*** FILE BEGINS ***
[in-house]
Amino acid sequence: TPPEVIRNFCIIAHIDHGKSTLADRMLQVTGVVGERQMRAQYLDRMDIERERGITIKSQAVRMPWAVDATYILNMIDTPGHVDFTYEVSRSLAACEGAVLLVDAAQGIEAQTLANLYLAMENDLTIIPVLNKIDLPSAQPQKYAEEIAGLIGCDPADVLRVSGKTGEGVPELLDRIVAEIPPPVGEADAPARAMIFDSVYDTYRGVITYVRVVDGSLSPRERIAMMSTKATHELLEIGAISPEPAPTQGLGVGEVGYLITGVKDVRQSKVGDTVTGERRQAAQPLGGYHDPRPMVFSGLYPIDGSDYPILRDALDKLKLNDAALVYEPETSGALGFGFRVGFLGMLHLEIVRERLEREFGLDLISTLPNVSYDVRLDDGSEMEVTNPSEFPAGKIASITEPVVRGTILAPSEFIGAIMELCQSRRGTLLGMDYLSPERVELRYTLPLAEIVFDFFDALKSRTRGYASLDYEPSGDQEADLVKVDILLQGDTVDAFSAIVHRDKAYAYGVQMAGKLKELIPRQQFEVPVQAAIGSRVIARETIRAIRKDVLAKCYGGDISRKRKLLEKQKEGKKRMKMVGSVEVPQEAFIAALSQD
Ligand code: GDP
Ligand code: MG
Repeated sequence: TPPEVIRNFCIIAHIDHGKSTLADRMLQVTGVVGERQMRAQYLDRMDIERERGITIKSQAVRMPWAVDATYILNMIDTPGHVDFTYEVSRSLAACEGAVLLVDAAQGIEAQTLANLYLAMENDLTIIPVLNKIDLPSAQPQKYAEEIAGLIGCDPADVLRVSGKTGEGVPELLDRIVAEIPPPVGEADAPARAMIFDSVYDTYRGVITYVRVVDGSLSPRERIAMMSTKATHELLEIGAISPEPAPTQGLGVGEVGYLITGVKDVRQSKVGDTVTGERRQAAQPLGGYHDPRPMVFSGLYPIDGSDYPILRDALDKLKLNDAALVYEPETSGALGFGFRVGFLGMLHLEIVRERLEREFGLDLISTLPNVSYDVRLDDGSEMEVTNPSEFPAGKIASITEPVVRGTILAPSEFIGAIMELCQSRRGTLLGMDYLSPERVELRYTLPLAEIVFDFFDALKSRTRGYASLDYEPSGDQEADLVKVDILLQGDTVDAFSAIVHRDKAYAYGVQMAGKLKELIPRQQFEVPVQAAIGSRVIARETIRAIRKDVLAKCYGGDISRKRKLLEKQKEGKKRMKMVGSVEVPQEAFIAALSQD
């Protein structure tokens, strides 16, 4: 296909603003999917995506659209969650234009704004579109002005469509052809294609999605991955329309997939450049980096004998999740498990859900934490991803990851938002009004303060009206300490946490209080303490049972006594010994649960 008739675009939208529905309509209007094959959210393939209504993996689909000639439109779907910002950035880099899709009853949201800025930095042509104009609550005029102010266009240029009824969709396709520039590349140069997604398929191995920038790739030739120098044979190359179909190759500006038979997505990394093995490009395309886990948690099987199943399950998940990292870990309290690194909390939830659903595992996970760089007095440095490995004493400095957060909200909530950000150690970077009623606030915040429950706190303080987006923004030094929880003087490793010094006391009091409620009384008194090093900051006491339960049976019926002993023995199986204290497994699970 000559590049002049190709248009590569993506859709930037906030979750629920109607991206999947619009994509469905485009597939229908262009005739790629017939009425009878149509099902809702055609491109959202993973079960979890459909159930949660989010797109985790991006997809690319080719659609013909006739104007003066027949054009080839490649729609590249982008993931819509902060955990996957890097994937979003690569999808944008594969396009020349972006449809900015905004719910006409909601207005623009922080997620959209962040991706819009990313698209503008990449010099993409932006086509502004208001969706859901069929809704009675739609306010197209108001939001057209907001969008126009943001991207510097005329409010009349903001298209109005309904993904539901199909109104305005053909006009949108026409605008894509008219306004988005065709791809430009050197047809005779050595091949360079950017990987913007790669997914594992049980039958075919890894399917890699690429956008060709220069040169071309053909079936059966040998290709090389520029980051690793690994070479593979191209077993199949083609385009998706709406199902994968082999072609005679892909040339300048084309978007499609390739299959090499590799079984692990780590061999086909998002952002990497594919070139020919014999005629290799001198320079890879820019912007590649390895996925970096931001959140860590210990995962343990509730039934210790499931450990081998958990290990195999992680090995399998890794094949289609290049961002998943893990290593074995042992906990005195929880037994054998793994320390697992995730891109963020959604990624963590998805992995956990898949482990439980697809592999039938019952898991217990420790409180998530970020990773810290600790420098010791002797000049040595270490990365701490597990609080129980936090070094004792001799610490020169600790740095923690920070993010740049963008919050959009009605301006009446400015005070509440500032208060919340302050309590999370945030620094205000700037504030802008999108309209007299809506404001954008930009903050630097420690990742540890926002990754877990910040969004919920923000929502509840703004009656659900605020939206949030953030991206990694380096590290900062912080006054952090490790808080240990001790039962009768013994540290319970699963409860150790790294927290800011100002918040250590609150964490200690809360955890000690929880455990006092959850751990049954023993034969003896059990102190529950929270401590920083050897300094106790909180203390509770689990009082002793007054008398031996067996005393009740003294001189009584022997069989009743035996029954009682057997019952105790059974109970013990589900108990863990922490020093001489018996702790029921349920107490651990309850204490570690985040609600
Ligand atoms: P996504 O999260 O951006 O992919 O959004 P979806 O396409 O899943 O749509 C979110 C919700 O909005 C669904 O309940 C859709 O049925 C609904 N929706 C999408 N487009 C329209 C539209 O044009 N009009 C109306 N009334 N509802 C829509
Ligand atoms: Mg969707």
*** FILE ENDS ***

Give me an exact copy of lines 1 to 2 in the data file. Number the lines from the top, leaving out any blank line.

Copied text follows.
[in-house]
Amino acid sequence: TPPEVIRNFCIIAHIDHGKSTLADRMLQVTGVVGERQMRAQYLDRMDIERERGITIKSQAVRMPWAVDATYILNMIDTPGHVDFTYEVSRSLAACEGAVLLVDAAQGIEAQTLANLYLAMENDLTIIPVLNKIDLPSAQPQKYAEEIAGLIGCDPADVLRVSGKTGEGVPELLDRIVAEIPPPVGEADAPARAMIFDSVYDTYRGVITYVRVVDGSLSPRERIAMMSTKATHELLEIGAISPEPAPTQGLGVGEVGYLITGVKDVRQSKVGDTVTGERRQAAQPLGGYHDPRPMVFSGLYPIDGSDYPILRDALDKLKLNDAALVYEPETSGALGFGFRVGFLGMLHLEIVRERLEREFGLDLISTLPNVSYDVRLDDGSEMEVTNPSEFPAGKIASITEPVVRGTILAPSEFIGAIMELCQSRRGTLLGMDYLSPERVELRYTLPLAEIVFDFFDALKSRTRGYASLDYEPSGDQEADLVKVDILLQGDTVDAFSAIVHRDKAYAYGVQMAGKLKELIPRQQFEVPVQAAIGSRVIARETIRAIRKDVLAKCYGGDISRKRKLLEKQKEGKKRMKMVGSVEVPQEAFIAALSQD